Two weeks ago I published a blog post about deleting my “nonstandard” pronunciation of mischievous (I pronounced it “mischievious”) from a podcast. That same week, students in my introductory English linguistics course and I were slated to talk through the concept of “Standard English,” which is a more challenging concept than it might first appear.
“Standard English” (or “standard English” without the capital S, or more specifically “Standard/standard American (or British or Australian, etc.) English,” or “Mainstream U.S. English,” etc.) is a fundamental concept to a course in English linguistics and yet, as soon as one sets out to define it, it slips out of grasp. As many linguists have noted, it is often easier to define what is not standard than what is; it is also easier to pin down a formal written standard than a spoken standard. “Standard English” is sometimes claimed to be neutral and unmarked, but it also clearly carries connotations of education, class, and race. Many linguists have pointed out that no one speaks completely standard English, and some have argued that “Standard English” is a myth. Yet speakers are able to identify features as being more and less standard.
What language is considered standard and nonstandard is, of course, socially constructed and changes over time. But the categorization can become so naturalized that its artificiality can be hard to see when we talk about features like double or multiple negation or the construction needs washed. As a result, it can be hard to genuinely grapple with critical questions such as: How do language features become standard? And who decides?
I wondered whether “mischievious” would ground our discussion of these questions in an effective way. Here was a pronunciation that Merriam-Webster labeled nonstandard, even though my informal polling suggested that it was more widespread among highly educated speakers than I had realized. And while some speakers I polled had strong reactions about the pronunciation’s nonstandardness, that status seemed readily challengeable (i.e., the pronunciation seemed not (yet?) to be ideologically naturalized as nonstandard).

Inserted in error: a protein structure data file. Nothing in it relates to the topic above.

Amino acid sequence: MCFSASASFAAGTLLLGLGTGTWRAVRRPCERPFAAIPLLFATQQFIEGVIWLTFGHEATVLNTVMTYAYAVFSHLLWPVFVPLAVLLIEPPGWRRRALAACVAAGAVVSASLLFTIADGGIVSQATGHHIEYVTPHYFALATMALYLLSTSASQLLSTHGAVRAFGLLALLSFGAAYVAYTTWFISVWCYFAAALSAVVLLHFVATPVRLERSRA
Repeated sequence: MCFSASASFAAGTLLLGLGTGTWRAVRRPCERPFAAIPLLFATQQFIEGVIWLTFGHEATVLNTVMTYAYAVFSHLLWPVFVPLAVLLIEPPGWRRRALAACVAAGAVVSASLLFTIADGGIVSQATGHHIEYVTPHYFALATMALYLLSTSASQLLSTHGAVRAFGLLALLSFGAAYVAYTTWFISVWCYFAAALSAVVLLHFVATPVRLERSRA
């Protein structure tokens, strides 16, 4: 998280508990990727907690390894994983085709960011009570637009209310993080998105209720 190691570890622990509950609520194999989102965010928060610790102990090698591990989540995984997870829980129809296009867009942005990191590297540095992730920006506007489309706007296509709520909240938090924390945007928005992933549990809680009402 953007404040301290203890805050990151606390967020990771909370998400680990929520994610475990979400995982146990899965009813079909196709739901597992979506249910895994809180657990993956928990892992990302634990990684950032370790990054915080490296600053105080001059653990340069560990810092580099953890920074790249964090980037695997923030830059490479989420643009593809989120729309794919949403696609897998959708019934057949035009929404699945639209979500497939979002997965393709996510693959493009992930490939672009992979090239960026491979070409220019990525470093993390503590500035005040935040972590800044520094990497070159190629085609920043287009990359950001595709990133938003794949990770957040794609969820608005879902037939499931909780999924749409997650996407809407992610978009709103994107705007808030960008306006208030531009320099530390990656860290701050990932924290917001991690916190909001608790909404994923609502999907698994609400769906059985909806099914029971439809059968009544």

I started the class discussion by polling the class on their pronunciation of mischievous. More than half of the 34 students had the pronunciation “mischievious” — whether as their only pronunciation or as one of two available pronunciations. I then put students in pairs, gave them the blog post to read, and asked them to work through two questions:
- Let’s imagine that you are consulting with Merriam-Webster about whether to remove the label nonstandard from the pronunciation “mischievious.” What are two things you feel like you need to know to make a recommendation?
- Given the information you currently have in hand, should Anne have left the “nonstandard” pronunciation “mischievious” in the podcast or had it deleted so as not to distract listeners?
The responses to the first question smartly surfaced parameters for defining this slippery concept of standardness. Here is a sampling:
- Determine how many people use each pronunciation and see the trends. Which has been increasing lately?
- How long has the pronunciation “mischievious” been in use? (In other words, is it a fad?)
- What is the regional distribution? Is the pronunciation widespread or regionally specific?
- What is the age distribution for this pronunciation?
- How does education factor in, if at all?
- Is it widely understood?
- How often does the pronunciation appear in environments like newscasts?
- What are the counterarguments (i.e., arguments against “mischievious”)?
All of these questions highlight the contingent nature of the standard/nonstandard label. And students were quick to point out that if a pronunciation like “mischievious” does not appear in newscasts and the like — because speakers self-consciously avoid the pronunciation in a more formal setting due to a concern that it is nonstandard or because they delete it from the recording (like I had) — then the pronunciation cannot come to fully enjoy standardness. Which means speakers may continue to police their speech for the pronunciation, which continues to relegate the pronunciation to nonstandardness. And why can’t two pronunciations of this word both be seen as standard and acceptable in more formal contexts if everyone understands both of them?
This conversation, based on a single word, was one of the most grounded discussions I have facilitated of what we mean when we call a linguistic feature “standard” and how a feature comes to be seen or labeled that way.
In the end, the students voted 27-7 that I should have left the pronunciation “mischievious” in the podcast rather than subscribe (or at least potentially be seen as subscribing) to the notion that the pronunciation is in some way nonstandard, and I think they are right.